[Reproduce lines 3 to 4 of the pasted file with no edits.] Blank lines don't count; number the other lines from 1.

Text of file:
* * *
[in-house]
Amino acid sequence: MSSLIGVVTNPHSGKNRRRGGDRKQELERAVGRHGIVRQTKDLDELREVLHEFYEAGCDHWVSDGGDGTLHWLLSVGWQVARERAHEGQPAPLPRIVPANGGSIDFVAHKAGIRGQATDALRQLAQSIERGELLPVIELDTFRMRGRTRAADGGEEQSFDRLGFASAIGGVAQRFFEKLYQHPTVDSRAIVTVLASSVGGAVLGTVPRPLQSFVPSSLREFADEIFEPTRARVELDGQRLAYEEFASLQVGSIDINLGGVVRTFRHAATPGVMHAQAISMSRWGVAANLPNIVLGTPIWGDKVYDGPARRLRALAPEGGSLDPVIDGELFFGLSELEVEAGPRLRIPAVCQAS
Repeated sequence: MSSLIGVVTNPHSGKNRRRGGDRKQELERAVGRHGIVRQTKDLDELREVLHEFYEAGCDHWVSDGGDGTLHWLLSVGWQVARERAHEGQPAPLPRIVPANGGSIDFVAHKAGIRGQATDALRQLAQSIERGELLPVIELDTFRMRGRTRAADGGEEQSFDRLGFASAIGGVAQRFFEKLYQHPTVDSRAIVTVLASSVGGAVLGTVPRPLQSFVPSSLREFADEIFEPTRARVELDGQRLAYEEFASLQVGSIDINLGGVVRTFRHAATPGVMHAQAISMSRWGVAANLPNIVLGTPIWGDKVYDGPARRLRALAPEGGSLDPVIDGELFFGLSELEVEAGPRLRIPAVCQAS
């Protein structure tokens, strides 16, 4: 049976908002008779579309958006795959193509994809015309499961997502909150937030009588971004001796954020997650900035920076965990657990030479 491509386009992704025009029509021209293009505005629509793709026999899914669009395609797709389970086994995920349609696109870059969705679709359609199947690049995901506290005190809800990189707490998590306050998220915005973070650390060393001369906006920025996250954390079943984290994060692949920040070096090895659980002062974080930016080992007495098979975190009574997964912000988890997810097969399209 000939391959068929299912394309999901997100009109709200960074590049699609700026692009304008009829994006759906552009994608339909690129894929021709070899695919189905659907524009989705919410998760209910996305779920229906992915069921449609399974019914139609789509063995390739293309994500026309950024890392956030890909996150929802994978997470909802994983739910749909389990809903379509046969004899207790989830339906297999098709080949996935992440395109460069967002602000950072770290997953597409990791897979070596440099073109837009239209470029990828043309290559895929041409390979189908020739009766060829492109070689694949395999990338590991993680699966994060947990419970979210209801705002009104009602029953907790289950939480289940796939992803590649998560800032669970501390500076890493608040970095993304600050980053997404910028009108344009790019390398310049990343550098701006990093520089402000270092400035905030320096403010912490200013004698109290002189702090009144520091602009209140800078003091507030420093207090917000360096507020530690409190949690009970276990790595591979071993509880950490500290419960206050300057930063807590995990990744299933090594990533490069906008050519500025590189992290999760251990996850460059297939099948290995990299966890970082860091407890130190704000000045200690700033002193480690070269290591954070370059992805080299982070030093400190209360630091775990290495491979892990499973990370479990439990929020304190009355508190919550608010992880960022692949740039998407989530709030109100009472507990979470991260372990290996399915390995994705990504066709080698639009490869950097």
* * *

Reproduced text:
Repeated sequence: MSSLIGVVTNPHSGKNRRRGGDRKQELERAVGRHGIVRQTKDLDELREVLHEFYEAGCDHWVSDGGDGTLHWLLSVGWQVARERAHEGQPAPLPRIVPANGGSIDFVAHKAGIRGQATDALRQLAQSIERGELLPVIELDTFRMRGRTRAADGGEEQSFDRLGFASAIGGVAQRFFEKLYQHPTVDSRAIVTVLASSVGGAVLGTVPRPLQSFVPSSLREFADEIFEPTRARVELDGQRLAYEEFASLQVGSIDINLGGVVRTFRHAATPGVMHAQAISMSRWGVAANLPNIVLGTPIWGDKVYDGPARRLRALAPEGGSLDPVIDGELFFGLSELEVEAGPRLRIPAVCQAS
């Protein structure tokens, strides 16, 4: 049976908002008779579309958006795959193509994809015309499961997502909150937030009588971004001796954020997650900035920076965990657990030479 491509386009992704025009029509021209293009505005629509793709026999899914669009395609797709389970086994995920349609696109870059969705679709359609199947690049995901506290005190809800990189707490998590306050998220915005973070650390060393001369906006920025996250954390079943984290994060692949920040070096090895659980002062974080930016080992007495098979975190009574997964912000988890997810097969399209 000939391959068929299912394309999901997100009109709200960074590049699609700026692009304008009829994006759906552009994608339909690129894929021709070899695919189905659907524009989705919410998760209910996305779920229906992915069921449609399974019914139609789509063995390739293309994500026309950024890392956030890909996150929802994978997470909802994983739910749909389990809903379509046969004899207790989830339906297999098709080949996935992440395109460069967002602000950072770290997953597409990791897979070596440099073109837009239209470029990828043309290559895929041409390979189908020739009766060829492109070689694949395999990338590991993680699966994060947990419970979210209801705002009104009602029953907790289950939480289940796939992803590649998560800032669970501390500076890493608040970095993304600050980053997404910028009108344009790019390398310049990343550098701006990093520089402000270092400035905030320096403010912490200013004698109290002189702090009144520091602009209140800078003091507030420093207090917000360096507020530690409190949690009970276990790595591979071993509880950490500290419960206050300057930063807590995990990744299933090594990533490069906008050519500025590189992290999760251990996850460059297939099948290995990299966890970082860091407890130190704000000045200690700033002193480690070269290591954070370059992805080299982070030093400190209360630091775990290495491979892990499973990370479990439990929020304190009355508190919550608010992880960022692949740039998407989530709030109100009472507990979470991260372990290996399915390995994705990504066709080698639009490869950097």